View from Nepenthe
Just south of Nepenthe, you'll come to Julia Pfeiffer Burns State Park.  Turn left and park in the lot.  You'll see a trail to McWay Falls.  In the spring, the falls plummets into the Pacific.

McWay Falls
Continue south for many more spectacular views.  You'll pass through the very small villages of Lucia and Gorda, both of which have lodging and restaurants.  The last place to stay in Big Sur is at Ragged Point.  You'll then drop down to San Simeon, where you can visit the Hearst Castle.  I'll write about that in my next post.

The best times to drive through Big Sur are spring and fall as the winter is rainy and the summer foggy.  If you would like to take a private tour from San Francisco through Big Sur, contact Blue Heron Custom Tours and Travel at (866) 326-4237 (toll free) or Rick@BlueHeronTours.com

Wednesday, March 24, 2010

Land's End Photos

I've written in the past about how much I like Land's End in San Francisco.  This is a patch of rough coast between Sea Cliff and Ocean Beach below the Legion of Honor and Fort Miley.  Monday was a spectacular day in San Francisco so I headed out to Land's End with my camera.  I started at the Legion of Honor and walked east on El Camino del Mar.  Just before the road enters Sea Cliff I started walking west on the Coastal Trail.  Near the end of the Coastal Trail I walked up the steps to the USS San Francisco Memorial.  Then I walked back to the Legion of Honor via the old part of El Camino del Mar that is now a trail.  The round-trip  took about one hour.  I posted some photos from the trip on the Blue Heron Facebook page, which you can access by clicking on the title above.  Here are some additional photos:

Golden Gate Bridge from El Camino del Mar

Downtown from Legion of Honor

Marin Headlands from El Camino del Mar

Point Bonita from the Coastal Trail

I hope you enjoy seeing some of the spectacular views from Land's End.  Try to stop by on your next journey to San Francisco.

Tuesday, March 16, 2010

"Mrs. Doubtfire's" House

My tours of San Francisco usually include a drive through Pacific Heights,  I usually start at Broadway and Steiner and finish where Broadway ends at Lyon Street.  On the SE corner of Broadway and Steiner, you can see "Mrs. Doubtfire's" house, the home where Robin Williams and Sally Field lived in the 1993 film, "Mrs. Doubtfire."  An unusual aspect of the film is that the actual address of the house, 2640 Steiner Street, is mentioned.  My understanding is that this home was selected because Robin Williams lived a couple of houses away on Broadway and didn't want a long commute to work.  He knew the owners, who agreed to move out during filming.  Of course, they were financially rewarded for their inconvenience.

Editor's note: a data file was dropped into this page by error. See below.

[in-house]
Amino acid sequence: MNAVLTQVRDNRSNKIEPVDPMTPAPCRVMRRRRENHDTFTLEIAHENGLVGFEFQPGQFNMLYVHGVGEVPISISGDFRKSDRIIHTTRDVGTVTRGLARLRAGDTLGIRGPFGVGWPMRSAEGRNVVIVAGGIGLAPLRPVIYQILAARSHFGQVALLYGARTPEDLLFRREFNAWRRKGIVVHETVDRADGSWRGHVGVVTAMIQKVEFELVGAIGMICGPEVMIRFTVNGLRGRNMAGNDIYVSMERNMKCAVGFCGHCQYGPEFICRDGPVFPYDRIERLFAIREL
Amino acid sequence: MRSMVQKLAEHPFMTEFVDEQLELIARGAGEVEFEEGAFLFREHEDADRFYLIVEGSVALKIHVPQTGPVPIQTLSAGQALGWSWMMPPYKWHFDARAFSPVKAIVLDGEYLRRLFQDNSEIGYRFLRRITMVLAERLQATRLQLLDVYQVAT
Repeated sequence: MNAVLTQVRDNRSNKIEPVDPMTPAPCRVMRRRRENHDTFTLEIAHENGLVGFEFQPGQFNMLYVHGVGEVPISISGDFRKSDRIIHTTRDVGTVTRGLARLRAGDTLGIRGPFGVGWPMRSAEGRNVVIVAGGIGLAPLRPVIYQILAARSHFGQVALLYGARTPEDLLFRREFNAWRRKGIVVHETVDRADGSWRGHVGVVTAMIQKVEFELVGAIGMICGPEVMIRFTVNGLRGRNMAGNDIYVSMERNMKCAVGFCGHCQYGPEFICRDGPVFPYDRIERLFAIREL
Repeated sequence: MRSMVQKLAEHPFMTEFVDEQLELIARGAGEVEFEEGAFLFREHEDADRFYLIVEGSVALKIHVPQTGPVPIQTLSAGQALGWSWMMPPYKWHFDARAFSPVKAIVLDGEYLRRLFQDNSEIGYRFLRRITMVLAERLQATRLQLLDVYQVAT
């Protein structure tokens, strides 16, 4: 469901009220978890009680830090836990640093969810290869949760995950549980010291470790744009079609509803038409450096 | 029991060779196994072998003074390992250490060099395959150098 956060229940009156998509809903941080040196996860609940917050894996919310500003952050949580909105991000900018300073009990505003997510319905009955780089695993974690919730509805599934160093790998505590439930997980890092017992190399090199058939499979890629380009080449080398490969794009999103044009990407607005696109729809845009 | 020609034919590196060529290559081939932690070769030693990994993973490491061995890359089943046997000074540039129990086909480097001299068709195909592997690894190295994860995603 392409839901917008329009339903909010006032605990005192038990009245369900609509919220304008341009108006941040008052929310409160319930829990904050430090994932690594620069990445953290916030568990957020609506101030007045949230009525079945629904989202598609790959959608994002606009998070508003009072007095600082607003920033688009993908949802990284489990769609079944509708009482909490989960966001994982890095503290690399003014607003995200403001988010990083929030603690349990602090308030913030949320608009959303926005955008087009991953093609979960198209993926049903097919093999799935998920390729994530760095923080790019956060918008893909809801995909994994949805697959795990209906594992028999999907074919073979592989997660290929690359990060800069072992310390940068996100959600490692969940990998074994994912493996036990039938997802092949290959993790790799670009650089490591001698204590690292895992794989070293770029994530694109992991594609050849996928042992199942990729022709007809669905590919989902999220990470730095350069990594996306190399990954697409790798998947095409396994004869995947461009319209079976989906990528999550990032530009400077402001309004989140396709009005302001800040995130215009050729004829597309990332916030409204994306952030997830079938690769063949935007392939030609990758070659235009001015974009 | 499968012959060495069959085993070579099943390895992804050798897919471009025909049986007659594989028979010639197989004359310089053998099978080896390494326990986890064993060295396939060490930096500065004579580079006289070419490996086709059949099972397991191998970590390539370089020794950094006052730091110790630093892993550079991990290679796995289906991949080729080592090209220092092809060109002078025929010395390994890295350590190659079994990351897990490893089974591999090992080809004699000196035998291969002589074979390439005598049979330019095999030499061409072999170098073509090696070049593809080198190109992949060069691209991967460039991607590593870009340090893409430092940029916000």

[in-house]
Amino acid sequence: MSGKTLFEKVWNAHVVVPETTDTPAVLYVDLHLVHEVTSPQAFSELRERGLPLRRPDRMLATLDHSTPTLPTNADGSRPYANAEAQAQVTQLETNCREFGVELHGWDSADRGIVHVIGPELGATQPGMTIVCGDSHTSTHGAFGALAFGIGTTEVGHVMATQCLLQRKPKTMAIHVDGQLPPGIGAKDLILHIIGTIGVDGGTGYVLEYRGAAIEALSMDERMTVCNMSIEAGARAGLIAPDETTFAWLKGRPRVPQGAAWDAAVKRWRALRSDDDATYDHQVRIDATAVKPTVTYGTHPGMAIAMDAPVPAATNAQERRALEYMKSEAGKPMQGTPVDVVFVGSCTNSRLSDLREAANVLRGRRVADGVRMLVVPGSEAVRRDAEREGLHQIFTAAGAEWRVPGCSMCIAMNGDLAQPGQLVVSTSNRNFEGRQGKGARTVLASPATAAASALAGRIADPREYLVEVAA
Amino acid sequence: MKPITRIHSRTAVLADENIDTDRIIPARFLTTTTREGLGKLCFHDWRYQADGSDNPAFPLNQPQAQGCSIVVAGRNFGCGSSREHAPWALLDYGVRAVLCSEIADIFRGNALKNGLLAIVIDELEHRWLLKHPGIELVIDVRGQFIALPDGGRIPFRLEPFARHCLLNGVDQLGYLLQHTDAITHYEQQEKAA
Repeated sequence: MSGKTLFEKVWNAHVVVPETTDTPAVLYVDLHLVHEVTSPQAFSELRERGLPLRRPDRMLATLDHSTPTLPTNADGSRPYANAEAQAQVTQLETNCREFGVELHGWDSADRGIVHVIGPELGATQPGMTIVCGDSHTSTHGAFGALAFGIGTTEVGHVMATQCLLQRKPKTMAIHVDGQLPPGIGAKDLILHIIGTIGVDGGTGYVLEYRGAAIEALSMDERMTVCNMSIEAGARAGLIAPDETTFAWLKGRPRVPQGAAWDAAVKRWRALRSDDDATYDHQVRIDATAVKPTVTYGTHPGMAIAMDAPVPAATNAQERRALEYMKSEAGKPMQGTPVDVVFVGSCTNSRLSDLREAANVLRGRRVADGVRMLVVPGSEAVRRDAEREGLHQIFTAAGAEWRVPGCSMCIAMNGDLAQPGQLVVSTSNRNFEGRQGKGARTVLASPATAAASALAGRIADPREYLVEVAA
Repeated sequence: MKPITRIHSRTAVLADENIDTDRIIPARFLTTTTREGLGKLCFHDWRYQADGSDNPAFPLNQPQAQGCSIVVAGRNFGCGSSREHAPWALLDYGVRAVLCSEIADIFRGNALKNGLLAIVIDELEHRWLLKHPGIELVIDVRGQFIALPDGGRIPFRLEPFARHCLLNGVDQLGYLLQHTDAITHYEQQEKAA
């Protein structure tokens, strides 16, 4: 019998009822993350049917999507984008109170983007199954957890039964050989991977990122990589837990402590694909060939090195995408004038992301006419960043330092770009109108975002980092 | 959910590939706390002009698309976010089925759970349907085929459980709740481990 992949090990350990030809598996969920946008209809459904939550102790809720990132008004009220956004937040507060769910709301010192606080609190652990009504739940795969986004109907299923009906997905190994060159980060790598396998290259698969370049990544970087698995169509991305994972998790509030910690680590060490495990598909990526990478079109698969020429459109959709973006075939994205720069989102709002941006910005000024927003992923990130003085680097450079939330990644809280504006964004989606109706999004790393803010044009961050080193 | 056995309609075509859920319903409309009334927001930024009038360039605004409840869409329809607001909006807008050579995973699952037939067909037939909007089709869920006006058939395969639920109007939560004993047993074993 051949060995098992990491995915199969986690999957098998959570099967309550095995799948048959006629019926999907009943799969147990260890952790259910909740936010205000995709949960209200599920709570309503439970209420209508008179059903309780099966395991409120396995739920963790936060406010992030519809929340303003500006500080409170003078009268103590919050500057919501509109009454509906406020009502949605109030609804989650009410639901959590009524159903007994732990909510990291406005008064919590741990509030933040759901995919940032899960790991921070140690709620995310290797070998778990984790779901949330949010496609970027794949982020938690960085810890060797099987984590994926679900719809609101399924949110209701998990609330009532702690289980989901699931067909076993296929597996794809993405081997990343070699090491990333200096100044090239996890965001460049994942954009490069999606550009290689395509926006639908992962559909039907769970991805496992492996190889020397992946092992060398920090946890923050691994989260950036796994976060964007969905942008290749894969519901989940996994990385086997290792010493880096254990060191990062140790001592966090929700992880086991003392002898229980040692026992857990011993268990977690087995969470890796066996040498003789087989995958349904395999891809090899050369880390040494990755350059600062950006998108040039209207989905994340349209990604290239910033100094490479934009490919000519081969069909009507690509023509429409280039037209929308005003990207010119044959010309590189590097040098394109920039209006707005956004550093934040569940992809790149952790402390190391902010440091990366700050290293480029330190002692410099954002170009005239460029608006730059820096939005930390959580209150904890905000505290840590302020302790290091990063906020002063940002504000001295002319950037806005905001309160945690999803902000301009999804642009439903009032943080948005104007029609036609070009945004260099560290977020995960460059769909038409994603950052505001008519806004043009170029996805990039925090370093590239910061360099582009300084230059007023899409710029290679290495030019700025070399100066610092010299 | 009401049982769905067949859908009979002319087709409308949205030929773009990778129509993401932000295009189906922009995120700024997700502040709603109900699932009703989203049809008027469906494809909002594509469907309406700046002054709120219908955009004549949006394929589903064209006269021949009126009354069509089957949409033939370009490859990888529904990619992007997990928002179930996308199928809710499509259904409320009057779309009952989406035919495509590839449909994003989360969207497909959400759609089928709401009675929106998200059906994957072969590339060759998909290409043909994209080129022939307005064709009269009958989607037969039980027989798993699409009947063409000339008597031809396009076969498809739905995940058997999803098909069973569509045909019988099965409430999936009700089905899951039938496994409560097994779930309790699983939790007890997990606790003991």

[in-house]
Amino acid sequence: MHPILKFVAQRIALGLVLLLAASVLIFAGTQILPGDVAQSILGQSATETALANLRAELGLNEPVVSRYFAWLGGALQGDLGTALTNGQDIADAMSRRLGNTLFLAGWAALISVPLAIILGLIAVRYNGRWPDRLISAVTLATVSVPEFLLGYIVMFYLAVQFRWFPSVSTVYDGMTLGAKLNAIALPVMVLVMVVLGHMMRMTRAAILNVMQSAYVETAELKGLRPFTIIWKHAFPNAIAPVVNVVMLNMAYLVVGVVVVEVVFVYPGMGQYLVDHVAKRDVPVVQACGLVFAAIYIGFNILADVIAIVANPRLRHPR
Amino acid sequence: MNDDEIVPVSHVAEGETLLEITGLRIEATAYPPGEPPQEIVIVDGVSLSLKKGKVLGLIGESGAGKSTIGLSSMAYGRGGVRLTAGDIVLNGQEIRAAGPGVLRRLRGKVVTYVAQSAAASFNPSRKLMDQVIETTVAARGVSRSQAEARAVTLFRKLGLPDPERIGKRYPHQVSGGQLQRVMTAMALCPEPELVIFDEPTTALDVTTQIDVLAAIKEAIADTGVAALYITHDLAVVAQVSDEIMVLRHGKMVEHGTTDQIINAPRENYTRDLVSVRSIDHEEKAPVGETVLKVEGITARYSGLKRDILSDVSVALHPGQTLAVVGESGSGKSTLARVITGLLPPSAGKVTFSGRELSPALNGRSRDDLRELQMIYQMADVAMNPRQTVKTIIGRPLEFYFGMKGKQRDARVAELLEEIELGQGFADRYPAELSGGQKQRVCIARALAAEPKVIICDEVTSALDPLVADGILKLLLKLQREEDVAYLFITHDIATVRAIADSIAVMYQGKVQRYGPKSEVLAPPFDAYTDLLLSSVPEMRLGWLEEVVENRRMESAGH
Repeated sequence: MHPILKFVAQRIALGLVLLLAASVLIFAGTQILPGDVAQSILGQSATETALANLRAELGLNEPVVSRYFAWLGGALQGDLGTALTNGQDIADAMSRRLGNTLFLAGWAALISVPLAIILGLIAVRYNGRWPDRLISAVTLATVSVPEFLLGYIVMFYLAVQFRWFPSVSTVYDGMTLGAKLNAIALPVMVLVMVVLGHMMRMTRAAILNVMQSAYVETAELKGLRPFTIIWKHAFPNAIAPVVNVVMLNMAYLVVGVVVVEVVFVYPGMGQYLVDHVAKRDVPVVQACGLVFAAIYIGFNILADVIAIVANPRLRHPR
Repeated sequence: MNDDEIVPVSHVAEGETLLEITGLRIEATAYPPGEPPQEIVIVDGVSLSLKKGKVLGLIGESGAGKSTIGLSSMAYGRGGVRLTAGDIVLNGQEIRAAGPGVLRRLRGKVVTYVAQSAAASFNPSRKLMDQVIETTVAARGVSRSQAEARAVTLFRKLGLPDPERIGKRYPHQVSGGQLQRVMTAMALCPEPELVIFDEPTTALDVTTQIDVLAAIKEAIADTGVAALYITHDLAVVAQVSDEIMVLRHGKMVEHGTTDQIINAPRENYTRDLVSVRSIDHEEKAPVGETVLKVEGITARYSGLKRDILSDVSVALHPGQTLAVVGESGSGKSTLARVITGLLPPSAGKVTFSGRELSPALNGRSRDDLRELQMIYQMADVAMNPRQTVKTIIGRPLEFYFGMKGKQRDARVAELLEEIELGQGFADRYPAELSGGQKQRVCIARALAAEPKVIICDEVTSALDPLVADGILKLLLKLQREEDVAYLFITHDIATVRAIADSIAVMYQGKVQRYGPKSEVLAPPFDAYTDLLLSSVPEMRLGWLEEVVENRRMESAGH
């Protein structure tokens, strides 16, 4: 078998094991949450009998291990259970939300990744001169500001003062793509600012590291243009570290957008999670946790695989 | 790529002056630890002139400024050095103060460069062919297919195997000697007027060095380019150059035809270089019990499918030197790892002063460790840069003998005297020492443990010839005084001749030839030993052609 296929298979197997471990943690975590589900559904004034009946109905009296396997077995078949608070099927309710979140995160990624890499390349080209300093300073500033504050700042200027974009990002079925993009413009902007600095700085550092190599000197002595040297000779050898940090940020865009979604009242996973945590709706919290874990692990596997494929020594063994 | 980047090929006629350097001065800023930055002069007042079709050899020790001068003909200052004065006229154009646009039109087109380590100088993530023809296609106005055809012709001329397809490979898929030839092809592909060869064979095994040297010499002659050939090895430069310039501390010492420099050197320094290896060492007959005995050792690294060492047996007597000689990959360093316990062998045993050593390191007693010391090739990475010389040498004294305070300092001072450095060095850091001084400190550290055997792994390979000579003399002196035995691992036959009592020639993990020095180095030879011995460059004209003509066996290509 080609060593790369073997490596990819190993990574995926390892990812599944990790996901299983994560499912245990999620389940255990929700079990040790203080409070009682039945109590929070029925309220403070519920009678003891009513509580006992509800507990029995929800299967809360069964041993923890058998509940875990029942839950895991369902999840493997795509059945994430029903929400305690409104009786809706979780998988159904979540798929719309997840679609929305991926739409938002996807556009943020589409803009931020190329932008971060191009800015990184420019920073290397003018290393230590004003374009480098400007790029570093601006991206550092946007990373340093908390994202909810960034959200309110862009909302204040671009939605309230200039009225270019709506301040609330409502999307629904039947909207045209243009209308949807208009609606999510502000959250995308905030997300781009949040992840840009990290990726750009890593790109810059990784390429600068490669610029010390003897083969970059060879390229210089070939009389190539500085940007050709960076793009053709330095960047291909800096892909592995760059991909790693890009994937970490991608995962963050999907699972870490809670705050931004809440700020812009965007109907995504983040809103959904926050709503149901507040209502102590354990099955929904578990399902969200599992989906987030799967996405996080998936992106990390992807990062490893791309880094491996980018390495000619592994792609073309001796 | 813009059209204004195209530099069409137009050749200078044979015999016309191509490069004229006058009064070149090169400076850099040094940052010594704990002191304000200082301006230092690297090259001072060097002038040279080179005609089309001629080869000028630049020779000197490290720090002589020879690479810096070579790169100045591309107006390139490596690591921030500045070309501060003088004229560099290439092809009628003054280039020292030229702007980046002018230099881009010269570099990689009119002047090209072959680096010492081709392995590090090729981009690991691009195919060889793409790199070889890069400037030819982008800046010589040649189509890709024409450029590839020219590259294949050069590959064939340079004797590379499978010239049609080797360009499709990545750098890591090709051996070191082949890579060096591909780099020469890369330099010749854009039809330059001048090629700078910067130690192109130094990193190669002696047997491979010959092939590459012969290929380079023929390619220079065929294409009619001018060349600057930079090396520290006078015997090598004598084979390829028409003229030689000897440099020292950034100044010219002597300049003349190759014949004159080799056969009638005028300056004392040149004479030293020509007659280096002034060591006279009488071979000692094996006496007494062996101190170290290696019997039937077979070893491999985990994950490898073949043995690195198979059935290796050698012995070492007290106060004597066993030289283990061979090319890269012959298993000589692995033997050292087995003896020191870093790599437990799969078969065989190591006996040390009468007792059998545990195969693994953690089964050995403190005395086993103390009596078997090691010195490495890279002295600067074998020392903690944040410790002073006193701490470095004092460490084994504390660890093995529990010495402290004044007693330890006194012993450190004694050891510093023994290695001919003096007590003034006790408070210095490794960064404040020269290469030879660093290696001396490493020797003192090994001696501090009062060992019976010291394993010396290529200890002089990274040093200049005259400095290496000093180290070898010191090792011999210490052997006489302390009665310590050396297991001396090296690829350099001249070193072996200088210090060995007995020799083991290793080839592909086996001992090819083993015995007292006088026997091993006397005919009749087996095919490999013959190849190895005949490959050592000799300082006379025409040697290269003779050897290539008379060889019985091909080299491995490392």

Further west on Broadway, you can see some of the largest homes in San Francisco, including a 7 bedroom home with a private tennis court that is currently being offered for $45,000,000.

If you would like to take a private tour of San Francisco that includes a stop at "Mrs. Doubtfire's" house, contact Blue Heron Custom Tours and Travel by phoning (866) 326-4237 (toll free) or e-mailing Rick@BlueHeronTours.com.

Tuesday, March 09, 2010

San Francisco and Shanghai - Sister Cities

Shanghai and San Francisco became sister cities in 1980.  To celebrate the 30th anniversary of this partnership as well as Shanghai's hosting of Expo 2010, San Francisco is hosting a number of events this year.  The main feature is the Asian Art Museum's "Shanghai," an exhibition running through September 5.  I must admit that I was underwhelmed by the exhibit, which features an overview of art produced in Shanghai over the past 170 years.  I found the exhibit too scattered with little holding it together.  Nevertheless, if you are in town, stop by the Asian Art Museum.  Even if you don't enjoy "Shanghai," the permanent collection provides a pretty good overview of Asian Art, especially from South Asia, China, and Japan.  Admission to the permanent collection and "Shanghai" costs $17 unless you go between 5:00 and 9:00 p.m. on Thursday when the price is $10.  Discounts are available for seniors, youth, and college students.